Remodeling Your Home with FEMA Compliance:

Whether you have owned your home for years or just moved in to a new one, you probably have contemplated being involved with a partial or total home remodel project sooner or later. Perhaps the home you just purchased is in need of some TLC, or you just want to improve your home cosmetically, or perhaps add some needed space. Either way, there are many questions and issues to navigate:

1. What is it that we want to achieve with the renovation work? (NEED’s, WANT’s and WISH Lists)
2. What areas of the home will be affected?
3. Can our Lists be incorporated into a design that is both functional and consistent with the architecture of the home?
4. Do we have a budget in mind for the overall project?
5. Are we realistic with our budget expectations?
6. How long will the construction take?
7. Who will we work with to transform our dreams into reality?

These might seem like daunting questions, however, are all important and their answers vital to a successful remodeling project.

No one likes surprises, especially when it involves dismantling your home. Imagine what a disappointment it would be to have invested all of the time, emotion and money necessary to create a design that successfully addresses all of the above questions, only to find out that it cannot be built? We are not talking about a professional remodeling contractor not being able to physically construct the completed construction plans. We are talking about the project coming to a screeching halt because of the permit process. Specifically, the part of the plan review process that requires FEMA compliance for all remodeling projects on all structures that lie in the flood plane.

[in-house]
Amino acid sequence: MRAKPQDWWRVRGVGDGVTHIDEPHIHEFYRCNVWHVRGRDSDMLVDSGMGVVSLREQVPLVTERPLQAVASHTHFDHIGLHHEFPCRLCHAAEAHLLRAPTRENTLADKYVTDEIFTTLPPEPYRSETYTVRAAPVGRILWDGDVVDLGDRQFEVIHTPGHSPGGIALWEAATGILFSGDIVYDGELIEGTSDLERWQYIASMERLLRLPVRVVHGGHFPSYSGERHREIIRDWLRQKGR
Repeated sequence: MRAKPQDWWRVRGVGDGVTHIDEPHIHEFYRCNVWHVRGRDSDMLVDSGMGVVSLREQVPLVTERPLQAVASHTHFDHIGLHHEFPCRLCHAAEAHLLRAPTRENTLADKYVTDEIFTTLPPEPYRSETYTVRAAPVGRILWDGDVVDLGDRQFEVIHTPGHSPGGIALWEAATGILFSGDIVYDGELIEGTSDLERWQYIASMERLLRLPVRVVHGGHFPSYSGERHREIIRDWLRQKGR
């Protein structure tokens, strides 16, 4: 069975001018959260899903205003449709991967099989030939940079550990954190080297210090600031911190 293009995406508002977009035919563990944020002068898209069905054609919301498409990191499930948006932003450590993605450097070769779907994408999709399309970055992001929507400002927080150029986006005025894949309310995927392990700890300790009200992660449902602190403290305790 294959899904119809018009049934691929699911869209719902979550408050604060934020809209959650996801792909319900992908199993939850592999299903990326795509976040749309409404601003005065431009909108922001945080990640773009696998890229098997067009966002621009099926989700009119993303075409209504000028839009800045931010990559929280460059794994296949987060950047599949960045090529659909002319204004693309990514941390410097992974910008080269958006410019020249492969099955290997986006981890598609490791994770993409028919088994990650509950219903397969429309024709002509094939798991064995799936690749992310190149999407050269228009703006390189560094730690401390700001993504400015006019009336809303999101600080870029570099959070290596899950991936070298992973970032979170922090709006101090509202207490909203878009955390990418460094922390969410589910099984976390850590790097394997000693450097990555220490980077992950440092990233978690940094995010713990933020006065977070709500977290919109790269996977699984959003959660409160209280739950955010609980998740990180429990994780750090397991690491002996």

“What is FEMA”, you ask? “How can this 50% rule stop MY project?”

Many homeowners have been faced with this reality only to find out the people they were working with were not competent in addressing the feasibility of their project.

Along with all of the obvious critical components required for a successful remodeling project, there exist a multitude of “behind the scenes” activities that your remodeling professional must address in order to insure the success of the overall project.

What is FEMA?

Federal Emergency Management Agency coordinates the federal government’s role in preparing for, preventing, mitigating the effects of, responding to, and recovering from all domestic disasters, whether natural or man-made, including acts of terror. Their primary objective is to elevate the habitual portion of structures above flood waters. The National Flood Insurance Program (NFIP), which is administered by FEMA, has a similar goal to reduce structure losses through regulation of construction. FEMA regulations are enforced by local waterfront communities through building and zoning codes.

What is the FEMA 50% rule?

The FEMA 50% Rule states that, if a property is damaged more than 50% or if an owner wants to make substantial improvements, which exceed 50% of the fair market value of the structure only (not including the land), the owner will be required to bring the building into compliance with the NFIP regulations and town ordinance requirements for new construction. As with most regulations, there is a certain amount of interpretation of the guidelines that will factor into your project review. A seasoned remodeling professional can help you successfully navigate through these matters.

What is a Feasibility Study?

The first step for any prudent Design / Build firm will be to address the clients desired goals, scope of work and general budget. During the first meeting, a very basic conceptual plan, specifications and budget expectations are discussed. Based on this information, the team will investigate building setbacks, zoning requirements and FEMA compliance. These early check points will be the foundation for the success of the remodeling project.

Where Do I Begin?

We suggest a three step approach:

1. Organize your thoughts into three types of lists. Your NEED’s, WANT’s and WISH list.
2. Clip out pictures of projects with a similar look and feel of the project you desire.
3. Seek out a certified remodeling contractor with knowledge and expertise in the type of project you are contemplating.

FEMA Compliance Remodeling

Your contractor should be your remodeling coach guiding you through the many pitfalls of the design / build process. They should have experience in dealing with FEMA compliance issues and developing FEMA compliance strategies for waterfront homes in your community. Additionally, they should have a successful background integrating architectural design services with construction expertise that delivers the results you are ultimately looking for.